Managing in hard times: a negotiating ploy

It can be easy to close a deal when the economy is booming. But when growth has slowed – or gone into reverse – negotiation becomes an art.

Adam Galinsky, a professor at Northwestern University’s Kellogg School of Management, says one of the keys to successful  negotiation when times are tough is the ability to understand the perspective of the person on the other side of the proposed deal and then use that knowledge to find creative ways of resolving deadlock.

“In a downturn what you really need to do is figure out what people’s core interests are and whether there are ways in which you can provide for their core interests and also get the best outcome for yourself,” he says.

One way of doing this is to give the other side of the negotiation multiple options rather than presenting them with just one offer, Prof Galinsky suggests.

This reduces the risk of an outright rejection of your terms, while increasing the chances that the other party’s underlying preferences will be revealed through their response. “People love choice,” he says.

An article Prof Galinsky co-authored on this topic used the example of a software company that began all its sales negotiations with customers by making three offers involving three variables: the price; the range of software included; and the payment terms. Profits rose after it introduced this strategy.

Making multiple offers is no guarantee of instant success. It is more of an opening gambit. But there is an acknowledged weakness to such a scatter-gun approach, since a canny negotiator could cherry-pick the most attractive elements from each of your offers and then combine them into a counter-demand that you’ll find hard to stomach. 

At that point, so the theory goes, you should hit back with a fresh selection of three, subtly-differentiated offers that take into account the other side’s needs. However, I have a sneaking suspicion that this is the point in the negotiation when theory goes out of the window - and the mud-wrestling begins.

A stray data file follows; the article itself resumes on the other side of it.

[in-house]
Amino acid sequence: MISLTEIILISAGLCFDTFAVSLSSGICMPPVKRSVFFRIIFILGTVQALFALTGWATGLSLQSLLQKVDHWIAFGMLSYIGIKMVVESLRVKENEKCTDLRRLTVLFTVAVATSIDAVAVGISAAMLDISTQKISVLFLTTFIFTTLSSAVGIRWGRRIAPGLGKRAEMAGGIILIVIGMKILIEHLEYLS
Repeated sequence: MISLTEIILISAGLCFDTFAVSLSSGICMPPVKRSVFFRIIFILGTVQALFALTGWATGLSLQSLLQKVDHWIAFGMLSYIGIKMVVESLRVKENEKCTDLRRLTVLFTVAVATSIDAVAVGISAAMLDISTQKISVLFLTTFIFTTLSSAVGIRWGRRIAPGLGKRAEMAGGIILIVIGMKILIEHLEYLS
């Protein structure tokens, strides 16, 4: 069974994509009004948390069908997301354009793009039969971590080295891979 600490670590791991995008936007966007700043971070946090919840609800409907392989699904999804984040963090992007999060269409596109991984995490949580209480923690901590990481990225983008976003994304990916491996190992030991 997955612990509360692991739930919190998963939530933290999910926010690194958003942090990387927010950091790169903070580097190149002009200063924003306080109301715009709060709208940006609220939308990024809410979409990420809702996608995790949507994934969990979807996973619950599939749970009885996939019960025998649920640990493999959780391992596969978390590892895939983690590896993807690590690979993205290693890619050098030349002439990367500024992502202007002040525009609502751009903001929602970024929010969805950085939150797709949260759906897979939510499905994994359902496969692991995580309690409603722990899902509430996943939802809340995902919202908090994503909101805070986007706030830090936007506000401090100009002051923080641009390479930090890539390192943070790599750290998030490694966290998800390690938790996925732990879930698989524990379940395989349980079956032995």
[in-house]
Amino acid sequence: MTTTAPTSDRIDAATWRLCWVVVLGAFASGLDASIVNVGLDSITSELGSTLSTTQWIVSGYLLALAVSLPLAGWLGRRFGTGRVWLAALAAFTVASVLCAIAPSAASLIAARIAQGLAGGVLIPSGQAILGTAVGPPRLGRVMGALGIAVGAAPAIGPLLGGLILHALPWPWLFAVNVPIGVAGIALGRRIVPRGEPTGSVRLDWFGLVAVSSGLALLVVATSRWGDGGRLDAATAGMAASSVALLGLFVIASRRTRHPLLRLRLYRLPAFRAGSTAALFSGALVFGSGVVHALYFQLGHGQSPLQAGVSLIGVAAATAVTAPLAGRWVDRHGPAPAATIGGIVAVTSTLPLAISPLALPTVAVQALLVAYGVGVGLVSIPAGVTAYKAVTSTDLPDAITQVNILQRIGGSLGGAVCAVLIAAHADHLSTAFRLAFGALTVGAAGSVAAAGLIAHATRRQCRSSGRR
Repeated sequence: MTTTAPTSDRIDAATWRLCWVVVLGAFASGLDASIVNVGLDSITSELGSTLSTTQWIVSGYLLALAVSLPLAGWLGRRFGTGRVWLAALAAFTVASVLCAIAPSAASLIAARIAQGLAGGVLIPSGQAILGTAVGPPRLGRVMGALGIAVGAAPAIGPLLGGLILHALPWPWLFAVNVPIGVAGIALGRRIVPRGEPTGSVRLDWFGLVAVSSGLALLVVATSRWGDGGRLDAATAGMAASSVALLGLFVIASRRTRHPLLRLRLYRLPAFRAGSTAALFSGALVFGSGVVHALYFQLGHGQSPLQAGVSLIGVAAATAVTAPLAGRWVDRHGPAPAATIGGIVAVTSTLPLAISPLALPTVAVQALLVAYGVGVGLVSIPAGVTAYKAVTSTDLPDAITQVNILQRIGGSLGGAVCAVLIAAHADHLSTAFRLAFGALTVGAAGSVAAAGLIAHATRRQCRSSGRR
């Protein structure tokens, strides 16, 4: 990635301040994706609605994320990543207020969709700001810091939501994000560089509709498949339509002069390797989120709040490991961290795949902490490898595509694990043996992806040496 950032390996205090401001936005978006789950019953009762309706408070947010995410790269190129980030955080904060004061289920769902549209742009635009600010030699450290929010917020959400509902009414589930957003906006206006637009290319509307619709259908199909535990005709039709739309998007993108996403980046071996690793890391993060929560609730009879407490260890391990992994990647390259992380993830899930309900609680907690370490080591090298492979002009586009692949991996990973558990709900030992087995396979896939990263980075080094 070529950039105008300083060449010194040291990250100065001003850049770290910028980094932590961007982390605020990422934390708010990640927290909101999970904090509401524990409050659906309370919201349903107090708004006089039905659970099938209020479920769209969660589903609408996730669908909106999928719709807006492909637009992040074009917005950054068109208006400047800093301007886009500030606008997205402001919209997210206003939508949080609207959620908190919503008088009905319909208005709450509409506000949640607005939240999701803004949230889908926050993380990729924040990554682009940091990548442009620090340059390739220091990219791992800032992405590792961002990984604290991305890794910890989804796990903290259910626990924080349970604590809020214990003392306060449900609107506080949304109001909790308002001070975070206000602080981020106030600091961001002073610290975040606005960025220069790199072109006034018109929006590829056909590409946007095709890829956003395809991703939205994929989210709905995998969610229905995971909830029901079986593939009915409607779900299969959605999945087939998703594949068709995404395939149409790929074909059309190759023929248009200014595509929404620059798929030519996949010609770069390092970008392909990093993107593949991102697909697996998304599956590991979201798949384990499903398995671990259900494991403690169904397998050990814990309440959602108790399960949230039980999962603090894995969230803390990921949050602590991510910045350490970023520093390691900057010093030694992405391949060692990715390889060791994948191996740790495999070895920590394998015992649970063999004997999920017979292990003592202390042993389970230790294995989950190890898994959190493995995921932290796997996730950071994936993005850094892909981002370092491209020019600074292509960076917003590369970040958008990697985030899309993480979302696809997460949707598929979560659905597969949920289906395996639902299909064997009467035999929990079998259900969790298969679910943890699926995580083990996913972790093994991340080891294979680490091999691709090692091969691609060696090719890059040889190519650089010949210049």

This is the second in a series of occasional posts on managing in a deteriorating economic climate. The first, on pricing, can be found here.



About the authors

Stefan Stern writes a column on Tuesdays on management. He is winner of the 2010 Towers Watson award for excellence in HR journalism, and has previously won awards from the Work Foundation and the Management Consultancies Association.

Ravi Mattu is the editor of Business Life, the FT's management features section, and a former editor of the Mastering Management series. He joined the FT in 2000 from Prospect magazine

This blog is no longer active but it remains open as an archive.

Twitter feed

RSS feed

The FT’s management blog: a guide

Commenting: We welcome your comments. You need to be registered with FT.com to comment; you can register for free here. Please also see our comments policy here.
Contacting us: You can reach us using this email format: first.surname@ft.com
Timing: UK time is shown on our posts.
Follow us: Links to our Twitter and RSS feeds are at the top of the blog. You can also read us on your mobile device, by going to www.ft.com/managementblog
FT blogs: See the full range of the FT's blogs here.

Elsewhere on FT.com: Lucy Kellaway

Lucy Kellaway writes a column on Mondays on work , poking fun at management fads and jargon and celebrating the ups and downs of office life. She is also the FT's Agony Aunt.

Elsewhere on FT.com: Luke Johnson

Luke Johnson writes an FT column on Wednesdays on entrepreneurship. He runs Risk Capital Partners, a private equity firm, and is chairman of the Royal Society of Arts.

Elsewhere on FT.com: Dear Lucy

Lucy Kellaway, FT columnist and associate editor, offers her solution to your workplace problems in a column in the Financial Times. In the online edition of her Dear Lucy 'agony aunt' column, readers are invited to have a say too.

Featured blogs

Don Sull's blog

LBS academic blogs on leading in turbulent times

MBA blog

Students blog about their MBA experiences